The following is a reflection written by Sheila Provencher, 32, who lives and works in Baghdad, Iraq, with Christian Peacemaker Teams (CPT). CPT is an ecumenical organization that works with local people in areas of violence (including the West Bank, Colombia and Iraq) to seek nonviolent solutions to situations of injustice and oppression. Sheila, who holds degrees from Harvard and Notre Dame, joined CPT in Baghdad in December, 2003.
BustedHalo.com will feature Sheila’s occasional reflections on daily life in Iraq, the Iraqi people and the challenges they face during the American occupation.
Jokes can reveal a lot. I suspect they can reveal more about a situation than can many scholarly articles, political speeches, and media reports. In that light, here are some jokes from Iraq that I’ve recently heard.
There is a huge government-sponsored billboard (for real) near Tahrir Square, an area of Baghdad through which I frequently ride. The billboard proclaims, in huge Arabic letters: “One nation. One people. One constitution.”
Last week as we rode past, the cab driver laughed and said that the billboard was meaningless. In fact, he said, it should read, “Three nations. Crazy people. No constitution.”
My colleague Matthew gave an interview on Canada-TV the other day. The Iraqi cameraman asked if he could tell us a joke. “I hope you won’t be offended,” he said.
“Three people died and were sent to Hell. One was American, one was European, and one was Iraqi. They all asked if they could make a phone call to their families. The American talked for 10 minutes, and the demons charged him $20,000. The European talked for five minutes, and they charged him $5,000. The Iraqi talked for about two hours, and they charged him 50 cents. ‘Hey!’ said the American. ‘How come this guy only had to pay 50 cents, when he talked for hours?’
“‘Well,’ said the nearest demon. ‘It’s practically a local call.'”“The kidnappers will pay $1000 to anyone who kidnaps and kills one Shi’a person,” she said. Then she smiled wickedly. “Huh! I should kill myself!”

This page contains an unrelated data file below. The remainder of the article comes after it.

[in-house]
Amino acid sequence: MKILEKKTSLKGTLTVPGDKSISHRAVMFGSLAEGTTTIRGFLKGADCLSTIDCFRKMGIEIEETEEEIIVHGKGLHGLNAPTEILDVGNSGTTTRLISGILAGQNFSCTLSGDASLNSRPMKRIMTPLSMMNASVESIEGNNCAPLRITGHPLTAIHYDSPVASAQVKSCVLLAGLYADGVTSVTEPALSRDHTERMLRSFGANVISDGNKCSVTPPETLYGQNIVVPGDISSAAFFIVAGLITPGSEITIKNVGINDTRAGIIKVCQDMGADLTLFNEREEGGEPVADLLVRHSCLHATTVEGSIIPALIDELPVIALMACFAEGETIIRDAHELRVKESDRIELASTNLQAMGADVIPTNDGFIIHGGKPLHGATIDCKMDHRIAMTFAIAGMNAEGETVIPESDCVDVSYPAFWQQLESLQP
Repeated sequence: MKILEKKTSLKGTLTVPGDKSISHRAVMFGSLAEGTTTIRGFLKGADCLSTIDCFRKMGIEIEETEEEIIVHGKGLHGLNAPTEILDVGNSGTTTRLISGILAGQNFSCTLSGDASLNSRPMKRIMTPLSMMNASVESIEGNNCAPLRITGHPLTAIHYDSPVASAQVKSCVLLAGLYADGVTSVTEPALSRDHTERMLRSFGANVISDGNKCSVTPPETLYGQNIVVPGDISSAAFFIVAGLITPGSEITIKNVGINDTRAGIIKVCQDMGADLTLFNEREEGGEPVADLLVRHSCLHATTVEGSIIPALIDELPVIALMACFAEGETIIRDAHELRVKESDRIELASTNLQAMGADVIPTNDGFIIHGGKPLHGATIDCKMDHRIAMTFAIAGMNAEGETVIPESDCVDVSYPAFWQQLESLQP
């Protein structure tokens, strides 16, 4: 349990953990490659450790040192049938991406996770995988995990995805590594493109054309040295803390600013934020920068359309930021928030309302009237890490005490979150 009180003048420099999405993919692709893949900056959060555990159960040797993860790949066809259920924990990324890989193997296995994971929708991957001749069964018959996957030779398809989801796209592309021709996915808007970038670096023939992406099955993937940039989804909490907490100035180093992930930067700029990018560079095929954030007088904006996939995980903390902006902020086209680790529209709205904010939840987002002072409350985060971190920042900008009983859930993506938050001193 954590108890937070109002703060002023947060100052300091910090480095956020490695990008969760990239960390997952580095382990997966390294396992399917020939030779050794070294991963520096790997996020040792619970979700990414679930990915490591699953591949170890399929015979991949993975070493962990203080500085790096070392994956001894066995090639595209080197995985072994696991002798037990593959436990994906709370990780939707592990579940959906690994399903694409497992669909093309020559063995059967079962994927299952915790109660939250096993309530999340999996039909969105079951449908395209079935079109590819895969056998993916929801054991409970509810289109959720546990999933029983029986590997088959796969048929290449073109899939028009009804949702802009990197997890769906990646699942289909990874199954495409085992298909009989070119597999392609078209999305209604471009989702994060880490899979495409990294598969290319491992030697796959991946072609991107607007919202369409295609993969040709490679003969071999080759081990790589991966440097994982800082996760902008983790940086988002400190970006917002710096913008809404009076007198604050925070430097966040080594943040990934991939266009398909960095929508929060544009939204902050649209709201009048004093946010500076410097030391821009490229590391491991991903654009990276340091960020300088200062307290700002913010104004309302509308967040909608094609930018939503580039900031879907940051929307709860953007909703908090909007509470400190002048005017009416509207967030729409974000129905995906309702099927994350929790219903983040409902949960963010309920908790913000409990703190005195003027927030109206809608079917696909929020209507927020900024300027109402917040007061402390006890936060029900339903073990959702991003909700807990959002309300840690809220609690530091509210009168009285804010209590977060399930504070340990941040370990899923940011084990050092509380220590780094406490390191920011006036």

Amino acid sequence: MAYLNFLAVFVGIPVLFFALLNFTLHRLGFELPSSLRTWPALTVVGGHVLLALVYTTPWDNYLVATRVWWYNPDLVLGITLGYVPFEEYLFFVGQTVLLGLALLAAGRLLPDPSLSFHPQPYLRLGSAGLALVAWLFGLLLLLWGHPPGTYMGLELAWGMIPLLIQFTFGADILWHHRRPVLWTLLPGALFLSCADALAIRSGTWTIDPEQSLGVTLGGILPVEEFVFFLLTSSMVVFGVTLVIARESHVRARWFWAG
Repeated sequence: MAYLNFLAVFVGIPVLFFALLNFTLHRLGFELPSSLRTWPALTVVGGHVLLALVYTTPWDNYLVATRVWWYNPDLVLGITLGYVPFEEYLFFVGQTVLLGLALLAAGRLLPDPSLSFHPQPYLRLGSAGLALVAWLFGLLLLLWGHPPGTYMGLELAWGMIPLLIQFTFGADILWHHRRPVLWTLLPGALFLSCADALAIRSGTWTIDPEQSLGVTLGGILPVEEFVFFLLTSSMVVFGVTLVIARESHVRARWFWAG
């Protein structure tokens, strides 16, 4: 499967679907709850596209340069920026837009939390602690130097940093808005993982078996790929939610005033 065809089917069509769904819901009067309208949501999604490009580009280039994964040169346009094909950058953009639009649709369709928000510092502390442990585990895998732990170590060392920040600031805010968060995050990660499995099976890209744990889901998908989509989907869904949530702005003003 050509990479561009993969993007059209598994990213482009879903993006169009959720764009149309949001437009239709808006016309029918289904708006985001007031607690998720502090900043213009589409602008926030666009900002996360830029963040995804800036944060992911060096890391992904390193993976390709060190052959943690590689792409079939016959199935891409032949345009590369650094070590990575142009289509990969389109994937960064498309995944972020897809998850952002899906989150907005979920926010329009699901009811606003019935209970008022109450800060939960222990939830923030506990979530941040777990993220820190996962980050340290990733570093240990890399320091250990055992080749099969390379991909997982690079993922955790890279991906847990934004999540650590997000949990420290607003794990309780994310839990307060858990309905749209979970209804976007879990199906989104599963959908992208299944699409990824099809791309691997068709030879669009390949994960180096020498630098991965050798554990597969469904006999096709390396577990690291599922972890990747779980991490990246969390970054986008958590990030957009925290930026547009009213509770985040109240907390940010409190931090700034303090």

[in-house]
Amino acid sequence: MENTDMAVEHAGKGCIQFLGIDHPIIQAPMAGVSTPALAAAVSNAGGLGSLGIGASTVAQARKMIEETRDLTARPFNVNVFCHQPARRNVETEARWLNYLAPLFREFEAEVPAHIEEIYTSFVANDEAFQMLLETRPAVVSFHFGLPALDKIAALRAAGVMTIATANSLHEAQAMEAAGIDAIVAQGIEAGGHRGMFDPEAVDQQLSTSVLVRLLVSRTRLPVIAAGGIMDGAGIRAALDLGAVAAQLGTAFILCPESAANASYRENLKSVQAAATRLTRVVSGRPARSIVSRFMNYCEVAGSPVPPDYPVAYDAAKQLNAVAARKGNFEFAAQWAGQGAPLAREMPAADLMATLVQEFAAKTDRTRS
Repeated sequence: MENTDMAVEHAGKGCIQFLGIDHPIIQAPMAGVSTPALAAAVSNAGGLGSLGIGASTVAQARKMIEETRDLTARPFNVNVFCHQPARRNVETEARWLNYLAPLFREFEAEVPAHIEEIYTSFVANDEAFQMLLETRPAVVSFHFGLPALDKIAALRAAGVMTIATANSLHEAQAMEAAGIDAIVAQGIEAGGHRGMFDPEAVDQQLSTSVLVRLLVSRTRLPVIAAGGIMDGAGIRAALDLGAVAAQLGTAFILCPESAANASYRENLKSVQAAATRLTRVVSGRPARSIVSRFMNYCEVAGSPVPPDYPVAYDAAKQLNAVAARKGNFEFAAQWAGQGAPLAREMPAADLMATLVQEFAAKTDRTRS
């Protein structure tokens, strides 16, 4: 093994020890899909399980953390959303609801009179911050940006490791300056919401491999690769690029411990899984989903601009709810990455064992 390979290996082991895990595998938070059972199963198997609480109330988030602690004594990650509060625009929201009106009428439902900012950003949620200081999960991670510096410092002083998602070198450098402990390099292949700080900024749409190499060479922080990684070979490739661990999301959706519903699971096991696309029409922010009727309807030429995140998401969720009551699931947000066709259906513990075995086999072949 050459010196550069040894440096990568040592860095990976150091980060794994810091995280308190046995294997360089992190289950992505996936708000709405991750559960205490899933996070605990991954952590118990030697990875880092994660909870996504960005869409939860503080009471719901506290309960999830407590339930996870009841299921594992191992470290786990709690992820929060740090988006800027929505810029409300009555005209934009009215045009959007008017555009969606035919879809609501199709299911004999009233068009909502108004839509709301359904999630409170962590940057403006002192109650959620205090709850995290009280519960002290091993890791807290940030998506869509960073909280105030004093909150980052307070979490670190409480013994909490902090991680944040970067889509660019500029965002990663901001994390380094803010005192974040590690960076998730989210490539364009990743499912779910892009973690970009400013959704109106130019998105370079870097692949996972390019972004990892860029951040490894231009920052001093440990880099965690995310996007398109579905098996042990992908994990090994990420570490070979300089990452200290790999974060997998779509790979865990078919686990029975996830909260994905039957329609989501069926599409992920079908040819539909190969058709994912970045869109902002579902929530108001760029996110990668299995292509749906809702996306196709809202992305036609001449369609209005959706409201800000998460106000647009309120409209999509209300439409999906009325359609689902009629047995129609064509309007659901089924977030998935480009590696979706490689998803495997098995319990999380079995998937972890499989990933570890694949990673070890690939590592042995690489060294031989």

An Iraqi friend told me that that still-popular joke is actually fairly old, having been born in the era of sanctions. Iraq has been hell-like to its citizens for quite some time. Here is another example from the 1990’s:
A cab driver was speeding down the highway, when he was cut off by a large delivery truck. He leaned out of his window to yell at the truck’s driver. “Hey, you! You ought to let me go first! I’m a professor at the university!” shouted the cab driver. “That’s nothing,” responded the truck driver. “I’m the university president.”
Other jokes are spontaneous, produced by more recent, grim phenomena. My neighbor Noor (not her real name) told me that kidnappers preyed on certain prime areas of the southern highway from Baghdad to Najaf, often traversed by Shi’a people going to bury their dead. “The kidnappers will pay $1000 to anyone who kidnaps and kills one Shi’a person,” she said. Then she smiled wickedly. “Huh! I should kill myself!”
I’ve heard similar jests from Sunni friends whose people are also threatened with kidnapping and torture, now at the hands of commando Shi’a groups.
Laughing in the dark. Why do we do this? Maybe it’s because of what C.S. Lewis once said: that evil cannot bear to be laughed at. So we laugh as a way to repel the darkness. Or maybe it’s either laugh or weep. Most of us do both.
But the important thing-the most important thing–is to listen for the reality behind the jokes. To listen even to the seemingly despairing, cynical humor, because it can reveal what the heart of a people actually feels. Is anyone listening?